Admittedly not much has changed since the band's debut, but while the structure of their eponymous album has been faithfully preserved with but a modicum of digressions there's been a tangible progression in the caliber of the elements that compose their trademark formula. Madonna boasts more complex, rewarding melodies than those featured on the group's first outing, while their artistic agenda has been implemented with a greater degree of maturity, imagination and precision. The content on the album is still a far cry from the 'art rock' label that the band were destined to inherit, and there remains more of an emphasis on driving, uncompromising sonic battery than on intricate soundscapes and tricky time signatures, but it's still evident throughout Madonna that group were evolving both intellectually and creatively at an impressive, almost alarming rate.
One example of …And You Will Know Us By The Trail Of Dead's innate artistic tendencies can be found in the profusion of brief segues that are riddled throughout the album, curious transitions that seem to serve little purpose but are still welcome additions that further enrich the proceedings. Be it the band's eccentric introduction that announces their presence in about half a minute or the diminutive intriguing instrumental The Day The Air Turned Blue, the group have elected to embark upon a greater undertaking than merely producing a straightforward rock album in the vein of their debut, attempting to transcend the limits of what they'd already accomplished so adroitly on their self-titled offering. Even though the band's first two albums are fundamentally highly reminiscent of one another, on Madonna the group endeavor to leave their comfort zone and achieve something greater in breadth and scope than what they'd enacted on their debut, and even if this attempt is confined to what are basically superficial artistic flourishes that ultimately have little bearing on the depth of the CD these quixotic actions point a way toward a richer future, and it's interesting to witness the band's subtle progression toward artistic relevance.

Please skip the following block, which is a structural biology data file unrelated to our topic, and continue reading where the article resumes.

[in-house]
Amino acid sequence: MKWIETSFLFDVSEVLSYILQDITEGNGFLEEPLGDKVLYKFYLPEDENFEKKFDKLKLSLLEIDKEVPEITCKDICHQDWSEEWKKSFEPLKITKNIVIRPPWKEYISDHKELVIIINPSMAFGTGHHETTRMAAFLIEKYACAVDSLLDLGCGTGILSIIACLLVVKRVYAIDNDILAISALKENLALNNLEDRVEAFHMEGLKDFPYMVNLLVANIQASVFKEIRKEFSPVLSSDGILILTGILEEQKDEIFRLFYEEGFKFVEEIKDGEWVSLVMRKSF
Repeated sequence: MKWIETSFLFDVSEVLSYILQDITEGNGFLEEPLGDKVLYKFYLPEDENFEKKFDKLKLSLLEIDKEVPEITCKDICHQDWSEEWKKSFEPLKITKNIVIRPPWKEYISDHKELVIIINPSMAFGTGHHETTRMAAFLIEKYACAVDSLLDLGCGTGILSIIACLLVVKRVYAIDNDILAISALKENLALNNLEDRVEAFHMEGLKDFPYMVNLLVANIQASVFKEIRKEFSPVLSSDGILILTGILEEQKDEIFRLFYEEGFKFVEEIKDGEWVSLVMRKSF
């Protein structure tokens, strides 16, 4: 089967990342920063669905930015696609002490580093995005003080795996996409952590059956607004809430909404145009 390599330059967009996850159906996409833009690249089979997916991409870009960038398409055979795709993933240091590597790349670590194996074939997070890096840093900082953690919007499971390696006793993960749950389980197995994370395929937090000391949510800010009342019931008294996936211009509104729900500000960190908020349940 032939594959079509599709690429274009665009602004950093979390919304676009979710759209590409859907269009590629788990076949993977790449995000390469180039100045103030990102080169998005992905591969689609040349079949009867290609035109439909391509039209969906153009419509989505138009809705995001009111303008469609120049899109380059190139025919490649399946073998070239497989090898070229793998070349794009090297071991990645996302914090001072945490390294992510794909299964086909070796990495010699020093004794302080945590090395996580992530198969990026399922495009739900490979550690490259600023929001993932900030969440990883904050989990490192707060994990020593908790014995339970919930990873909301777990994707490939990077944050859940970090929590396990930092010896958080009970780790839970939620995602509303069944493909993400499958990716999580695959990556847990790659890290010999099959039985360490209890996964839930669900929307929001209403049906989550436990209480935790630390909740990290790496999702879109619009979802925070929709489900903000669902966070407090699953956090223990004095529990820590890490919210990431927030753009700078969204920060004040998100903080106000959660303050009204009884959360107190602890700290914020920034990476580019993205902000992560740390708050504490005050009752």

The songwriting has definitely improved since the band's debut; while that album already sported a plethora of strong melodies, Madonna surpasses that fledgling outing on almost all fronts, resulting in a markedly superior listening experience. Mistakes & Regrets, the album's true opener after the gimmicky intro And You Will Know Them…, is a definite highlight, a track that's sufficiently strong that it overcomes its reliance on its soft/hard contrast, a tired and familiar cliché that it shamelessly abuses for the complete duration of the number. With arresting atmospherics, a stellar melody and a compelling performance, the song immediately elevates the album above its predecessor, with this haunting aural experience opening the CD on a far more gripping, auspicious note than the pedestrian discordant juggernaut Richter Scale Madness.
Elsewhere Totally Natural is a song that excels in both its accelerated verses and slower, moodier passages, while Clair De Lune is one of the album's most overtly artistic anthems that has more than enough substance to justify its lofty ambitions. Aged Dolls is a stunning epic that that never grows dull despite its inflated runtime, and A Perfect Teenhood is another winner even with its intentionally exaggerated Neanderthal tendencies that culminate with the listener being relentlessly bombarded with profanity-laden vitriol.